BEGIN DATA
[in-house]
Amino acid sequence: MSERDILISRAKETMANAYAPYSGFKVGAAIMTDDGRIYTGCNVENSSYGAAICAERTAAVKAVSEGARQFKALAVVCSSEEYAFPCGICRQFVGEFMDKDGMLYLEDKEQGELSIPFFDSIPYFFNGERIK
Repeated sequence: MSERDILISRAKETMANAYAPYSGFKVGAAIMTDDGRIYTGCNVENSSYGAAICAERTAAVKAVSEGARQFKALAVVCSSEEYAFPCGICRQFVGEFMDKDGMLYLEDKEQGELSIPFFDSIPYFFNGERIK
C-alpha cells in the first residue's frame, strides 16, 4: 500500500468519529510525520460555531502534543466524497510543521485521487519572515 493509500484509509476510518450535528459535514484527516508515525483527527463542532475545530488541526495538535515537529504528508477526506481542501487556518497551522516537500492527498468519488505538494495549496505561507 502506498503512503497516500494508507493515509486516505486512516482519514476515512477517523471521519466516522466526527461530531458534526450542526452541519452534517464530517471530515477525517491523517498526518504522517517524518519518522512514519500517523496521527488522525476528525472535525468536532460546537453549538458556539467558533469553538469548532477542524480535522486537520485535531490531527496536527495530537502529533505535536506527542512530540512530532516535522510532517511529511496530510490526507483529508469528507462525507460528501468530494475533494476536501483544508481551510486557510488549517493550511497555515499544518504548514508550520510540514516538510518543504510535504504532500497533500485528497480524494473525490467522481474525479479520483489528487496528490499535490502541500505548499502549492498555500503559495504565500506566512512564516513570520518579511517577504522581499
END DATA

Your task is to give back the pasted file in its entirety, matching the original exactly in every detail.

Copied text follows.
[in-house]
Amino acid sequence: MSERDILISRAKETMANAYAPYSGFKVGAAIMTDDGRIYTGCNVENSSYGAAICAERTAAVKAVSEGARQFKALAVVCSSEEYAFPCGICRQFVGEFMDKDGMLYLEDKEQGELSIPFFDSIPYFFNGERIK
Repeated sequence: MSERDILISRAKETMANAYAPYSGFKVGAAIMTDDGRIYTGCNVENSSYGAAICAERTAAVKAVSEGARQFKALAVVCSSEEYAFPCGICRQFVGEFMDKDGMLYLEDKEQGELSIPFFDSIPYFFNGERIK
C-alpha cells in the first residue's frame, strides 16, 4: 500500500468519529510525520460555531502534543466524497510543521485521487519572515 493509500484509509476510518450535528459535514484527516508515525483527527463542532475545530488541526495538535515537529504528508477526506481542501487556518497551522516537500492527498468519488505538494495549496505561507 502506498503512503497516500494508507493515509486516505486512516482519514476515512477517523471521519466516522466526527461530531458534526450542526452541519452534517464530517471530515477525517491523517498526518504522517517524518519518522512514519500517523496521527488522525476528525472535525468536532460546537453549538458556539467558533469553538469548532477542524480535522486537520485535531490531527496536527495530537502529533505535536506527542512530540512530532516535522510532517511529511496530510490526507483529508469528507462525507460528501468530494475533494476536501483544508481551510486557510488549517493550511497555515499544518504548514508550520510540514516538510518543504510535504504532500497533500485528497480524494473525490467522481474525479479520483489528487496528490499535490502541500505548499502549492498555500503559495504565500506566512512564516513570520518579511517577504522581499